Triangle Arts and Entertainment – News and Reviews Theatre Dance Music Arts

This Year’s Tacky, Uproarious Trailer Park Christmas Is Common Ground’s Swan Song

For the past eight Christmases, playwright/performers Jeffrey Moore and Rachel Klem have starred as Meemaw Hussy and Lorraine Dodson in A Trailer Park Christmas at Durham's Common Ground Theatre

For the past eight Christmases, playwright/performers Jeffrey Moore and Rachel Klem have starred as Meemaw Hussy and Lorraine Dodson in A Trailer Park Christmas at Durham’s Common Ground Theatre

Common Ground Theatre co-founder Rachel Klem has appropriately decided to stage, for the eighth year, her original one-act A Trailer Park Christmas, making it the last production before the 13-year-old theater’s imminent closing later this month. With the decades-long traditional winter productions of Raleigh Little Theatre’s Cinderella and Theatre in the Park’s A Christmas Carol, Klem and writing partner Jeffrey Moore decided that Common Ground needed its own cult classic.

With surprisingly family friendly antics (less the special “Blue” edition of the show performed on Dec. 11th), recognizable Southern archetypes, and a dedicated ensemble, Rachel Klem and Jeffrey Moore have managed to capture the wackiness and tackiness of the holiday season in a tightly knit package — complete with video clips, musical numbers, a tacky sweater contest, audience sing-alongs, and Christmas treats.

The show is — by design, perhaps — unpolished. The stitched-together feeling of the entire piece gives it a down-home warmth — a more relatable environment than most other Christmas shows. With a few appropriate local references, the show targets the Durham community specifically (with a Chapel Hill jab for good measure), but it is accessible to all. Even with its rough edges and tacky hijinks, the show’s spine lay in its theme of acceptance and finding the function in dysfunction.

The quirky cast — which mixes genders, ages, and races uniquely — includes Jeffrey Moore as a straight-laced but sassy Meemaw Hussey. Moore does not “do drag” for this part. Rather, he hones in on an honest representation of Grandmas all over the American Southeast. One immediately forgets that Moore is male. Rachel Klem is the show’s glue — her turn as the sweet, generous Loraine Dodson is the source of the show’s Christmas cheer.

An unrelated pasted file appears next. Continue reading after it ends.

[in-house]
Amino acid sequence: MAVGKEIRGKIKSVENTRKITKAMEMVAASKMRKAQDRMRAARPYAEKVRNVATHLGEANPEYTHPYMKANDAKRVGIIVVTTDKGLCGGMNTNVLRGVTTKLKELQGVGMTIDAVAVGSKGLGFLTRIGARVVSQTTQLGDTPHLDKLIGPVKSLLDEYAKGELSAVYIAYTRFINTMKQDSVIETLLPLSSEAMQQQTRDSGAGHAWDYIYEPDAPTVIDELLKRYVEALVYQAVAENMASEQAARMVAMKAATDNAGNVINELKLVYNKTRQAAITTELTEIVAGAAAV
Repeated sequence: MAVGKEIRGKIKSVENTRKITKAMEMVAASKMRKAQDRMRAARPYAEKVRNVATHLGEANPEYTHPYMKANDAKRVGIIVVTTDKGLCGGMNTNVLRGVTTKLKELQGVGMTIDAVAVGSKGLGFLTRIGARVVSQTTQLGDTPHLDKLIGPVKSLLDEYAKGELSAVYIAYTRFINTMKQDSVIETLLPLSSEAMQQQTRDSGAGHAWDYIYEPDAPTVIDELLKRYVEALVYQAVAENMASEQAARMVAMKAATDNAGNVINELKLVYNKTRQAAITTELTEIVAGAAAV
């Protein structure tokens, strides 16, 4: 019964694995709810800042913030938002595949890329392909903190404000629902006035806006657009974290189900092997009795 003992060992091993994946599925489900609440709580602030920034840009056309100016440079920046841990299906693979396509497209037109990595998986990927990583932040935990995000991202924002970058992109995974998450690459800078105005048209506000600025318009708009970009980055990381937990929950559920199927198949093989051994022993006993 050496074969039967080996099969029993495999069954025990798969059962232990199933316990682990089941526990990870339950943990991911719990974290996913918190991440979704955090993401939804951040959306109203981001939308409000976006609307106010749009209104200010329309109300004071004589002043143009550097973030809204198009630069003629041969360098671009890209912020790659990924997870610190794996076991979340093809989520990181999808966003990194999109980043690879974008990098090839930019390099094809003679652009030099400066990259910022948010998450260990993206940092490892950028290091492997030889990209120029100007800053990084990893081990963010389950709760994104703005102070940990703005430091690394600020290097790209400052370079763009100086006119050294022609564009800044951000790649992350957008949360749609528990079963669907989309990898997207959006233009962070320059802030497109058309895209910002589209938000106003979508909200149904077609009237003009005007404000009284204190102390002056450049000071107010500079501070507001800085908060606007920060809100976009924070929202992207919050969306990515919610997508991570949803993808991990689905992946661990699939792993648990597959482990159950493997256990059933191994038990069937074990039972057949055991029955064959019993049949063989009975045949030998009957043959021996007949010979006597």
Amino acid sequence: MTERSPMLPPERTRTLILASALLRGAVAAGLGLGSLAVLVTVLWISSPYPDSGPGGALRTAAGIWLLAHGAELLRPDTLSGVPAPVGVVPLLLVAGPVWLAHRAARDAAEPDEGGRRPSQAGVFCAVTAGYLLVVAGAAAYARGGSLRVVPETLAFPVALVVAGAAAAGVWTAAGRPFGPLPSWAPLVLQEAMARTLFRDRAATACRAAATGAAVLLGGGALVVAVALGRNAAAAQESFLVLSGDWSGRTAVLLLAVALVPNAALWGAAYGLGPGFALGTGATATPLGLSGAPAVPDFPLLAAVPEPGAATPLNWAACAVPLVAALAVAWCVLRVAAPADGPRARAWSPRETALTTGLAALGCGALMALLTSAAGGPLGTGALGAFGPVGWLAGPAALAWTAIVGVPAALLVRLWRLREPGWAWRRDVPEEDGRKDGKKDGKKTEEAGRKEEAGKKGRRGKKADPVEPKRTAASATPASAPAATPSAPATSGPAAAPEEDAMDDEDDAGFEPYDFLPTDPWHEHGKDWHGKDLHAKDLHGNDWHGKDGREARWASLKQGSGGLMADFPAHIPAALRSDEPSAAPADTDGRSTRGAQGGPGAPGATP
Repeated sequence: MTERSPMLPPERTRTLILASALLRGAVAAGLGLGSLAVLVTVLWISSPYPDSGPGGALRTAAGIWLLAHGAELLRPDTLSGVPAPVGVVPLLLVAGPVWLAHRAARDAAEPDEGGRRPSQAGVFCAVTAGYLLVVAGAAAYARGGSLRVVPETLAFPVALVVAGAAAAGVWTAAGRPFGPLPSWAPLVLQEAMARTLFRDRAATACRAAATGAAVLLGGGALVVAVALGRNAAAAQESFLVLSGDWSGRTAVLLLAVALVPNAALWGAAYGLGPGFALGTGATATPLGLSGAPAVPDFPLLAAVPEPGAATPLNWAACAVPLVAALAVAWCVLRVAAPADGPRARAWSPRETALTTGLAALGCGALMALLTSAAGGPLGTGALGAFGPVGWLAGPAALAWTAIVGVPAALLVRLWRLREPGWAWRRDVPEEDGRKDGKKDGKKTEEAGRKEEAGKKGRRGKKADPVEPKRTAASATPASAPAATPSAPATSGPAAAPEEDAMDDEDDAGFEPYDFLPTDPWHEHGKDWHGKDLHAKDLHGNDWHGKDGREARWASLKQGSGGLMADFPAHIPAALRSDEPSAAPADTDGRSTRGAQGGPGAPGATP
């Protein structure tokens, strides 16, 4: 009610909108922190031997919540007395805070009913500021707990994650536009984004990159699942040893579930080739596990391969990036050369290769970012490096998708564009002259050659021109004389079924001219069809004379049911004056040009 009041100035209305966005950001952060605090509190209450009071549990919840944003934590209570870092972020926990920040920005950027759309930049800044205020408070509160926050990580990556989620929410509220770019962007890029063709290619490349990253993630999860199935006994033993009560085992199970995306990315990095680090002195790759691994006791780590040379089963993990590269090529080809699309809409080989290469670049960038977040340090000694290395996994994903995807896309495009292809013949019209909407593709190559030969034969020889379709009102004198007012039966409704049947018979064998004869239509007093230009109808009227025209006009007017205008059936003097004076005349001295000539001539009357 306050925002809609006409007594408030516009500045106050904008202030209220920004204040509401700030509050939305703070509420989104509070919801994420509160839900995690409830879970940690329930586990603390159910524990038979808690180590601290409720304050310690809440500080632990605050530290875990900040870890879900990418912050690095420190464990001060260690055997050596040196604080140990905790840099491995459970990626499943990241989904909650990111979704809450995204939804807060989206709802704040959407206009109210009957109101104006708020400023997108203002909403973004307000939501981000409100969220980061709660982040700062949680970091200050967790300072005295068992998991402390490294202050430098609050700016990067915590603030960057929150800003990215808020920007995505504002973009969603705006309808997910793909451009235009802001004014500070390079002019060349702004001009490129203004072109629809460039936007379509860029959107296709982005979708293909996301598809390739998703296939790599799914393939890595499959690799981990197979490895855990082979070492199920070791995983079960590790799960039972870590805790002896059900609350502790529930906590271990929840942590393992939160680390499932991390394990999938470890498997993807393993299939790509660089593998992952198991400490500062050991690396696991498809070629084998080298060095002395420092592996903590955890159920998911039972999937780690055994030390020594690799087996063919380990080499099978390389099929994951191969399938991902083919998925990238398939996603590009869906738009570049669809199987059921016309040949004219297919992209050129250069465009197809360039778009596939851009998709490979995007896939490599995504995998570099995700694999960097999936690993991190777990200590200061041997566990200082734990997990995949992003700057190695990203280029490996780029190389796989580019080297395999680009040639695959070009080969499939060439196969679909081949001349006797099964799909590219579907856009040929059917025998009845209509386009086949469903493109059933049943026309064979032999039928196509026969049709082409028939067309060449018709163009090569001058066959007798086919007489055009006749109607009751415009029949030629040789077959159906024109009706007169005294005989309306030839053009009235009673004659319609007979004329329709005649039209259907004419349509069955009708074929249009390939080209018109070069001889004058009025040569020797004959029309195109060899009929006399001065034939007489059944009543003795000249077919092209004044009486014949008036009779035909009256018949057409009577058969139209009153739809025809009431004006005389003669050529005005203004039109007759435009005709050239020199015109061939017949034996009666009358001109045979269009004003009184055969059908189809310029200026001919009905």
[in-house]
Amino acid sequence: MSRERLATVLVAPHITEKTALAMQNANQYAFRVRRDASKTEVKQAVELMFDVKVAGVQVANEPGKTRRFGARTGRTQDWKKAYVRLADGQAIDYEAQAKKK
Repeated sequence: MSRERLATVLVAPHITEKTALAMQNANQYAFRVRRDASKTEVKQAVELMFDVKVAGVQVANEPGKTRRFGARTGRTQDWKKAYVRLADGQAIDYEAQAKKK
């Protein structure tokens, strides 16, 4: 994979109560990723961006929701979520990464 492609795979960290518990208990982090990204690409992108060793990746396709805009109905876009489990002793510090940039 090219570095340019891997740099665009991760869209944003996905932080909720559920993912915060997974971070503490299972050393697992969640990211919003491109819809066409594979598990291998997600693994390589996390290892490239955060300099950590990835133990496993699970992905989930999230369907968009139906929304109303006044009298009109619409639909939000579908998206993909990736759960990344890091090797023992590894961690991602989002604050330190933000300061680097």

Lindsey House is delightfully butch as postal worker Jolene Dodson and Drina Dunlap gives a grounded performance, with excellent vocals, as Dale Dodson, Jr. Steve Warnock’s Dale Dodson, Sr. is the key to the play’s focus on acceptance, allowing his good ole’ boy persona to melt away as he grows closer to his kids.

Nancy Pekar does the heavy lifting in this one, and really hits it out of the park playing no less than five characters on stage, plus more in the home movies segment. Each is distinct and well-developed. Other players tackling multiple roles are Shelby Hahn, whose vocal differentiation clearly defines his characters, and Rus Hames, whose body language sells the switch from character to character. Finally, Miranda Alguire has, perhaps, the single funniest line in the show — and her only line at that.

Even though Rachel Klem’s staging is a little disorganized and busy at times, the show has an excellent flow; and the staging of the characters is usually clear, smooth, and visually pleasing.

This is certainly a crowd-pleaser. A number of hardcore A Trailer Park Christmas fans showed up with handmade shirts and signs, a la The Price is Right, and had a terrific time (perhaps, a bit too much at times). The frequent interaction with the audience provides for an engaging evening of theater. I’d suggest catching this one — it may be your last chance.

The regular version of the show lands in PG territory for sexual innuendo.

SECOND OPINION: Nov. 30th Durham, NC Indy Week mini-preview by Byron Woods: (Note: To read Triangle Arts and Entertainment’s online version of the Dec. 10th Triangle Review review by Pamela Vesper and Kurt Benrud, click

Common Ground Theatre presents A TRAILER PARK CHRISTMAS at 7:30 p.m. Dec. 15-17 and 2 p.m. Dec. 18 at 4815B Hillsborough Rd., Durham, North Carolina 27705.

TICKETS: $24.80 ($22.73 students and seniors), including service fee.

BOX OFFICE: 919-698-3870 or

SHOW: and




Rachel Klem (Durham, NC playwright/performer and NCSU acting coach and instructor): (N.C. State University Theatre bio).

Jeffrey Moore (Cary, NC playwright/performer): (Facebook page).


Dustin K. Britt is a Triangle native, holds a master’s degree in special education from East Carolina University, and teaches locally. He can be spotted all over the Triangle area either painting scenery or chewing o n it. He has received local theater award nominations for doing both. He is a devoted cinephile and author of Hold the Popcorn, a movie blog on Facebook. Click here to read his reviews for Triangle Review and Triangle Arts and Entertainment He can also be found via his official Facebook page and on Twitter @dkbritt85.

Tagged as: , , , ,

Categorised in: A&E Theatre Reviews, Reviews